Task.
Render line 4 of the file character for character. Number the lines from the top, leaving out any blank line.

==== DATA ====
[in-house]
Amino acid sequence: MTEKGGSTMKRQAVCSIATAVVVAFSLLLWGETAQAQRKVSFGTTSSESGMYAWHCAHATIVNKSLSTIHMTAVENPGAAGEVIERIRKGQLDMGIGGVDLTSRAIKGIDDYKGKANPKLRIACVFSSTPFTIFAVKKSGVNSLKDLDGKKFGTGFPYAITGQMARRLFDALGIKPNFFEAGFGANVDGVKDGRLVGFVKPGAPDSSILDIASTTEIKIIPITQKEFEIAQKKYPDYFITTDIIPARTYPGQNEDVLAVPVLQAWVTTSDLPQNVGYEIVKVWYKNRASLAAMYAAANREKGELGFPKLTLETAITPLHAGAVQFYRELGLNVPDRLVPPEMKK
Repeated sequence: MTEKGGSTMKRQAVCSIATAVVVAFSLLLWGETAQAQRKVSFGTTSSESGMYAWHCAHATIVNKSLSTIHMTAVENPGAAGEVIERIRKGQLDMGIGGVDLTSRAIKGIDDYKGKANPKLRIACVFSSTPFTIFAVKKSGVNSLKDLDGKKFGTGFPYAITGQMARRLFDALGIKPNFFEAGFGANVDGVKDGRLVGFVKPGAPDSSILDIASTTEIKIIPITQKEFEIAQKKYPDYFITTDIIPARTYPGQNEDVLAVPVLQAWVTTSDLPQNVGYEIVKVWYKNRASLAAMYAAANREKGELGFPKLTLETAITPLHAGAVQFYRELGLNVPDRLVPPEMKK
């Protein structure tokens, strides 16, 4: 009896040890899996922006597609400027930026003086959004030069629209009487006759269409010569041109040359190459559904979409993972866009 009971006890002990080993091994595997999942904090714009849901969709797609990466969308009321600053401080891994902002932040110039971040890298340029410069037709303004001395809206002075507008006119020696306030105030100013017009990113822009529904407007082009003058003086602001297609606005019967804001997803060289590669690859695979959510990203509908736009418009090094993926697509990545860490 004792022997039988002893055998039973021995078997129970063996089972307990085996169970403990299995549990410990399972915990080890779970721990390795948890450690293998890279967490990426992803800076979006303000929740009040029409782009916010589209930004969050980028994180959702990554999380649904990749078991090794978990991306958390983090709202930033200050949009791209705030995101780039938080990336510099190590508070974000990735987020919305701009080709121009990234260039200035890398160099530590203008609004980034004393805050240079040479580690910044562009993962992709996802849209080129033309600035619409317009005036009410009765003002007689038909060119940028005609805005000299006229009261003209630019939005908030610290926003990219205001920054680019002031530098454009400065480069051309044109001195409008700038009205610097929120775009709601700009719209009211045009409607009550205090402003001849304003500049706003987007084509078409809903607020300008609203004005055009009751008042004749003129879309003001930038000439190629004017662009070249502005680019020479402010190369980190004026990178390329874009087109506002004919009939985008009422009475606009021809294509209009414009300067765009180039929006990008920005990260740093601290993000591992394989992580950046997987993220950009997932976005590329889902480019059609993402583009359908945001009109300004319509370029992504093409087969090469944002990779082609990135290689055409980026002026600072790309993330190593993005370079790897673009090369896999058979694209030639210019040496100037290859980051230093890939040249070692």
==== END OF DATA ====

């Protein structure tokens, strides 16, 4: 009896040890899996922006597609400027930026003086959004030069629209009487006759269409010569041109040359190459559904979409993972866009 009971006890002990080993091994595997999942904090714009849901969709797609990466969308009321600053401080891994902002932040110039971040890298340029410069037709303004001395809206002075507008006119020696306030105030100013017009990113822009529904407007082009003058003086602001297609606005019967804001997803060289590669690859695979959510990203509908736009418009090094993926697509990545860490 004792022997039988002893055998039973021995078997129970063996089972307990085996169970403990299995549990410990399972915990080890779970721990390795948890450690293998890279967490990426992803800076979006303000929740009040029409782009916010589209930004969050980028994180959702990554999380649904990749078991090794978990991306958390983090709202930033200050949009791209705030995101780039938080990336510099190590508070974000990735987020919305701009080709121009990234260039200035890398160099530590203008609004980034004393805050240079040479580690910044562009993962992709996802849209080129033309600035619409317009005036009410009765003002007689038909060119940028005609805005000299006229009261003209630019939005908030610290926003990219205001920054680019002031530098454009400065480069051309044109001195409008700038009205610097929120775009709601700009719209009211045009409607009550205090402003001849304003500049706003987007084509078409809903607020300008609203004005055009009751008042004749003129879309003001930038000439190629004017662009070249502005680019020479402010190369980190004026990178390329874009087109506002004919009939985008009422009475606009021809294509209009414009300067765009180039929006990008920005990260740093601290993000591992394989992580950046997987993220950009997932976005590329889902480019059609993402583009359908945001009109300004319509370029992504093409087969090469944002990779082609990135290689055409980026002026600072790309993330190593993005370079790897673009090369896999058979694209030639210019040496100037290859980051230093890939040249070692």